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A number of firsts at Navajo presidential inauguration

A number of firsts at Navajo presidential inauguration
Newly sworn in Navajo Nation President Russell Begaye speaks on Tuesday during the Navajo Nation Inauguration held at the Bee Hołdzil Fighting Scouts Events Center in Fort Defiance, Ariz. Navajo Nation Vice President Jonathan Nez is seated third from left. (Times photo - Donovan Quintero)

Newly sworn in Navajo Nation President Russell Begaye speaks on Tuesday during the Navajo Nation Inauguration held at the Bee Hołdzil Fighting Scouts Events Center in Fort Defiance, Ariz. Navajo Nation Vice President Jonathan Nez is seated third from left. (Times photo – Donovan Quintero)

FORT DEFIANCE

It was an historic day in Window Rock.

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For the first time in the history of the Navajo Nation, a Navajo leader from New Mexico replaced another one from New Mexico.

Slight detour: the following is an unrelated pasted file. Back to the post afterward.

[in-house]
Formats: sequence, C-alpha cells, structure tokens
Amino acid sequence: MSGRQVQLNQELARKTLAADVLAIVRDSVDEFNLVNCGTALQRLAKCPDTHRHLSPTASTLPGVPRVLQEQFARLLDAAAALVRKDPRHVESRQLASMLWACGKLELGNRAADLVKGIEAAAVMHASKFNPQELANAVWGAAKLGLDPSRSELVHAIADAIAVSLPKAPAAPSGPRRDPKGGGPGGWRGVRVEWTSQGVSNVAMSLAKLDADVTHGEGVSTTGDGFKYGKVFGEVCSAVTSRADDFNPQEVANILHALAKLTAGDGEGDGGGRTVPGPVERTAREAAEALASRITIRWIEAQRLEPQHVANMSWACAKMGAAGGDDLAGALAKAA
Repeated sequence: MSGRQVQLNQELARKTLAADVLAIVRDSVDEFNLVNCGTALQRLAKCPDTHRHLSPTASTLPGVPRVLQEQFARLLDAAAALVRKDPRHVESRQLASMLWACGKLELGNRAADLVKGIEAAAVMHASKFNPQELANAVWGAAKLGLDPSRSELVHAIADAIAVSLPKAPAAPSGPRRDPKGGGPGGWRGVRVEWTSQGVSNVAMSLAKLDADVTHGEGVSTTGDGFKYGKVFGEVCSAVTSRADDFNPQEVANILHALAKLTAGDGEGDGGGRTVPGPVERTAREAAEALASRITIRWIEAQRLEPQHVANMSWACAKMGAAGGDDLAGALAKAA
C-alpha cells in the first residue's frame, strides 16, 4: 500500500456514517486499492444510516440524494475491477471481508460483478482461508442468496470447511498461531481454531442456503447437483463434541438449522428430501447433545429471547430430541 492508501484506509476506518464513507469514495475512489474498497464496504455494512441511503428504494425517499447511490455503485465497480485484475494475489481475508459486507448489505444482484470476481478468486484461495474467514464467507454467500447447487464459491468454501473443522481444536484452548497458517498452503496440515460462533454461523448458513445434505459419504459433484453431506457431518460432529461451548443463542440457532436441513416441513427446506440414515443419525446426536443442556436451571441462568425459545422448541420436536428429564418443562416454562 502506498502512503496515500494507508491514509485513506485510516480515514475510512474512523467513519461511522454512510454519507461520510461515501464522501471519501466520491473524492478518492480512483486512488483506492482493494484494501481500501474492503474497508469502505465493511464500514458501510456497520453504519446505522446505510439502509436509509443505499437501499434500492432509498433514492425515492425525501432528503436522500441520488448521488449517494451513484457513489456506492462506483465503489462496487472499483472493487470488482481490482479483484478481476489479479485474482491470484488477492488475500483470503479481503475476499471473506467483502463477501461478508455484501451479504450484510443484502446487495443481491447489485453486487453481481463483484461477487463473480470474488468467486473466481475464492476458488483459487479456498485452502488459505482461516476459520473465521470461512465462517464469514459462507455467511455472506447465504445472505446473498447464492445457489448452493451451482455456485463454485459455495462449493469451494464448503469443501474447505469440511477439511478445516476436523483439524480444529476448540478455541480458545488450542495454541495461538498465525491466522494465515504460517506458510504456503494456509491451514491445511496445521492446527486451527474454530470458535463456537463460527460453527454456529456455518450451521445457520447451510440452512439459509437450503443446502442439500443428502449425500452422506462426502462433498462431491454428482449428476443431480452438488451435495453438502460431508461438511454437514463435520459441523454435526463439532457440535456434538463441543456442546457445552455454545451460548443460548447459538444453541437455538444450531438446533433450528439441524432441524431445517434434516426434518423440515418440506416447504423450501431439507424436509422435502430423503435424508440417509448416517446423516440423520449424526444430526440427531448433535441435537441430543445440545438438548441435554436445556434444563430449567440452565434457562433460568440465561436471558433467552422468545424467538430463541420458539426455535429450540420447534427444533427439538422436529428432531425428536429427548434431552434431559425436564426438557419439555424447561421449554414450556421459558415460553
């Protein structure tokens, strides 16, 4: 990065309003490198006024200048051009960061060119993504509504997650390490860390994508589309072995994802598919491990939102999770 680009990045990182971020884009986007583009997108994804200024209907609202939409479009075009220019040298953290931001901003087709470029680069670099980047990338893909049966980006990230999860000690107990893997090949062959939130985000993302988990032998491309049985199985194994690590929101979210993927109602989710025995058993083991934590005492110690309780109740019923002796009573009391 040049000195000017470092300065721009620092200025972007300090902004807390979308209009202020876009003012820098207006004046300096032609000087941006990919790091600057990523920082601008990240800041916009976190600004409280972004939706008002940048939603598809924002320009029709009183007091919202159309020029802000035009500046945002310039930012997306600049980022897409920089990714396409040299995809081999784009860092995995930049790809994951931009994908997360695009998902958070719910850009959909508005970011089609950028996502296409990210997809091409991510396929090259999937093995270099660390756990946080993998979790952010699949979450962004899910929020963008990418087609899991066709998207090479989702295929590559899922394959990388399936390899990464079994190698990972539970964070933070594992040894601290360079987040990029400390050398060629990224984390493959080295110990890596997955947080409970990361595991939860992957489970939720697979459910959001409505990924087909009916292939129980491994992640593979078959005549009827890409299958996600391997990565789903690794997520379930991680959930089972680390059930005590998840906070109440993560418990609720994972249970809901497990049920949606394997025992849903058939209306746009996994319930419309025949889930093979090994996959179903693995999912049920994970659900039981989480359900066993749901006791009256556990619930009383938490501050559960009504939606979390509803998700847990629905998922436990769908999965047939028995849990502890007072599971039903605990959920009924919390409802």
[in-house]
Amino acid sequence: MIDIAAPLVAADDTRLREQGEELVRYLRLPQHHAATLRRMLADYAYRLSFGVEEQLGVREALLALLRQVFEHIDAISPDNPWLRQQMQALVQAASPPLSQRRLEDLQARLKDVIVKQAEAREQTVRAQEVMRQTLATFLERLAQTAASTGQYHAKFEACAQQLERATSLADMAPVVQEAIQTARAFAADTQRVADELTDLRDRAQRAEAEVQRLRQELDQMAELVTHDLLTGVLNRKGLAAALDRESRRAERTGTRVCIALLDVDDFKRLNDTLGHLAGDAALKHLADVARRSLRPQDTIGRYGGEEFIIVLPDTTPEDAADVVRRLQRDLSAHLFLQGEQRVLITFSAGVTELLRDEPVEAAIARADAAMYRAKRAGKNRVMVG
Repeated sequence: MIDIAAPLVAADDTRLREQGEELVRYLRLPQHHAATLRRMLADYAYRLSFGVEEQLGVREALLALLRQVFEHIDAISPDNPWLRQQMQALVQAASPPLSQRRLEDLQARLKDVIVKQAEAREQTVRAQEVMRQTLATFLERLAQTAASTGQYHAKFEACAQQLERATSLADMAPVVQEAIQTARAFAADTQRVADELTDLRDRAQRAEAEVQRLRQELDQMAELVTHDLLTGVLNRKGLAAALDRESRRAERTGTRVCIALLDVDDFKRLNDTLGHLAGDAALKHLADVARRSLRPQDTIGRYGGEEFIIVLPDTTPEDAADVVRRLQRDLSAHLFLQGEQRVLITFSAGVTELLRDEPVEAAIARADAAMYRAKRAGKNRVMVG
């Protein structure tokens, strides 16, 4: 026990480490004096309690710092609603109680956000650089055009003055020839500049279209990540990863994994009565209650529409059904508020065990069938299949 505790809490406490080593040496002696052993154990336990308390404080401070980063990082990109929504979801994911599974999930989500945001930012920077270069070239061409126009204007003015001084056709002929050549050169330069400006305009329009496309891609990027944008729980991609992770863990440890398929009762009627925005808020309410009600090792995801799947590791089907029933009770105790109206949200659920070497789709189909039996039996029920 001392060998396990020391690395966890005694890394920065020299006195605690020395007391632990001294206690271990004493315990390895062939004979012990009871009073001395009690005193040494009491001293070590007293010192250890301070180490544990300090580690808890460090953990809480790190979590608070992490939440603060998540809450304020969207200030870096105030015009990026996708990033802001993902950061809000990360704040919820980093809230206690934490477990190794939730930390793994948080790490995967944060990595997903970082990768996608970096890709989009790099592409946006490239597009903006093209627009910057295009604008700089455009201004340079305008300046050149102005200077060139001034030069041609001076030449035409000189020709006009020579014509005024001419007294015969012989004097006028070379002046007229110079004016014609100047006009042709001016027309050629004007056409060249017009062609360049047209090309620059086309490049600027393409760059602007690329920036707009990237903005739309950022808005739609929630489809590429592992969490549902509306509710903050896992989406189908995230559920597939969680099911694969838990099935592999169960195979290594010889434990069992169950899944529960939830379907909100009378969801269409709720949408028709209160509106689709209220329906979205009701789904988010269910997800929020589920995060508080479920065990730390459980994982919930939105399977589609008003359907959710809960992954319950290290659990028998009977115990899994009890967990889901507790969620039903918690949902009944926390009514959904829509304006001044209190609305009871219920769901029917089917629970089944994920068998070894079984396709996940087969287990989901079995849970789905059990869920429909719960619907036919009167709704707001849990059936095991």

But the inauguration of Russell Begaye and Jonathan Nez had a number of other firsts.

It was the first time in more than 70 years that an inauguration was held in someplace other than the Window Rock fairgrounds.

Since it was held at the Fighting Scouts Events Center, it also marked the first time that it was held indoors.

But more importantly, Tuesday’s event was the first time that every Navajo, no matter where they lived in the world, had an opportunity to watch the event since it was streamed live over the Internet.

Begaye, after being sworn in by Navajo Chief Justice Herb Yazzie, spoke during his inauguration address of the importance of the Navajo people coming back to the reservation.

That included Navajos who have gone off and received an education and are now using their skills to help off-reservation communities.

He also wants Navajos to return to their old ways of eating foods produced on the reservation, pointing out that as they have become more accustomed to eating foods from the Anglo society, Navajos have become obese and riddled with diseases like diabetes.

For more on the story, pick up this week’s copy of the Navajo Times.


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About The Author

Bill Donovan

Bill Donovan has been writing about the Navajo Nation government since 1971 and for the Navajo Times since 1976. He is currently semi-retired and is living in Torrance, California, and continues to report for the Navajo Times.

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